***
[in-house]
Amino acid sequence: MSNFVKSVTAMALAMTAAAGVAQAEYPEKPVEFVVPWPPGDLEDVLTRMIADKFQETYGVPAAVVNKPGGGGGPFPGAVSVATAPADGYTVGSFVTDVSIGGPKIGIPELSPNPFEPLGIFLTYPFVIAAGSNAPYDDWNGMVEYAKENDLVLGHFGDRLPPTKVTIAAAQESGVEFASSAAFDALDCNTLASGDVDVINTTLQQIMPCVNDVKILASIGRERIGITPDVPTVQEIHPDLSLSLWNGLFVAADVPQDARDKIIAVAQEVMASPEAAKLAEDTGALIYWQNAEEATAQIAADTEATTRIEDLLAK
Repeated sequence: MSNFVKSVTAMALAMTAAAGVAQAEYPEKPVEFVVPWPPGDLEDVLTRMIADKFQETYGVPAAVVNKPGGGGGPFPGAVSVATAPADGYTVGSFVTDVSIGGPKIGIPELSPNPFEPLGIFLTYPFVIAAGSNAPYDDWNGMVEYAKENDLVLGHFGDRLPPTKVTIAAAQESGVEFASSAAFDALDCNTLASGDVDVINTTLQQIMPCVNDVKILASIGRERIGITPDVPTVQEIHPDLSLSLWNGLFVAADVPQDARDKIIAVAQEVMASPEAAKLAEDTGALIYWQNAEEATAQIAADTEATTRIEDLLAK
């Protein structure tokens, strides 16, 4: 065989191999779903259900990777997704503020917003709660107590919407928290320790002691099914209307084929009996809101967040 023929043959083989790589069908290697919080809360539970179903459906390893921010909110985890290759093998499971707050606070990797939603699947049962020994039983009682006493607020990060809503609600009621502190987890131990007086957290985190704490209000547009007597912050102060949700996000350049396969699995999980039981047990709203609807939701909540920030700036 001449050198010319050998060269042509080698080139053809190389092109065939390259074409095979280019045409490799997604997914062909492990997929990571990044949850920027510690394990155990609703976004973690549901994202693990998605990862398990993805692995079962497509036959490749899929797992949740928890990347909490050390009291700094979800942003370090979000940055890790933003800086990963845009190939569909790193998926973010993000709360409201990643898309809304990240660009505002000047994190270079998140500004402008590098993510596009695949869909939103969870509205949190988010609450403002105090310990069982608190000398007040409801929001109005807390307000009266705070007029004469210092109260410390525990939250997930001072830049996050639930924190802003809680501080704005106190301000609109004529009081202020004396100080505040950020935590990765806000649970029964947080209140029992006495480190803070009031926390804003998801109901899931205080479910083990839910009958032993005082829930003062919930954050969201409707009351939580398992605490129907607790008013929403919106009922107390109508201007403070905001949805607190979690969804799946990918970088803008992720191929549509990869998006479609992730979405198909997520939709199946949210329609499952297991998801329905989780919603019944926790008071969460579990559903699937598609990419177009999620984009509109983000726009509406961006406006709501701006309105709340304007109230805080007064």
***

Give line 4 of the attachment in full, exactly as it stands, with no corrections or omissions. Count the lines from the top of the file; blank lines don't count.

């Protein structure tokens, strides 16, 4: 065989191999779903259900990777997704503020917003709660107590919407928290320790002691099914209307084929009996809101967040 023929043959083989790589069908290697919080809360539970179903459906390893921010909110985890290759093998499971707050606070990797939603699947049962020994039983009682006493607020990060809503609600009621502190987890131990007086957290985190704490209000547009007597912050102060949700996000350049396969699995999980039981047990709203609807939701909540920030700036 001449050198010319050998060269042509080698080139053809190389092109065939390259074409095979280019045409490799997604997914062909492990997929990571990044949850920027510690394990155990609703976004973690549901994202693990998605990862398990993805692995079962497509036959490749899929797992949740928890990347909490050390009291700094979800942003370090979000940055890790933003800086990963845009190939569909790193998926973010993000709360409201990643898309809304990240660009505002000047994190270079998140500004402008590098993510596009695949869909939103969870509205949190988010609450403002105090310990069982608190000398007040409801929001109005807390307000009266705070007029004469210092109260410390525990939250997930001072830049996050639930924190802003809680501080704005106190301000609109004529009081202020004396100080505040950020935590990765806000649970029964947080209140029992006495480190803070009031926390804003998801109901899931205080479910083990839910009958032993005082829930003062919930954050969201409707009351939580398992605490129907607790008013929403919106009922107390109508201007403070905001949805607190979690969804799946990918970088803008992720191929549509990869998006479609992730979405198909997520939709199946949210329609499952297991998801329905989780919603019944926790008071969460579990559903699937598609990419177009999620984009509109983000726009509406961006406006709501701006309105709340304007109230805080007064």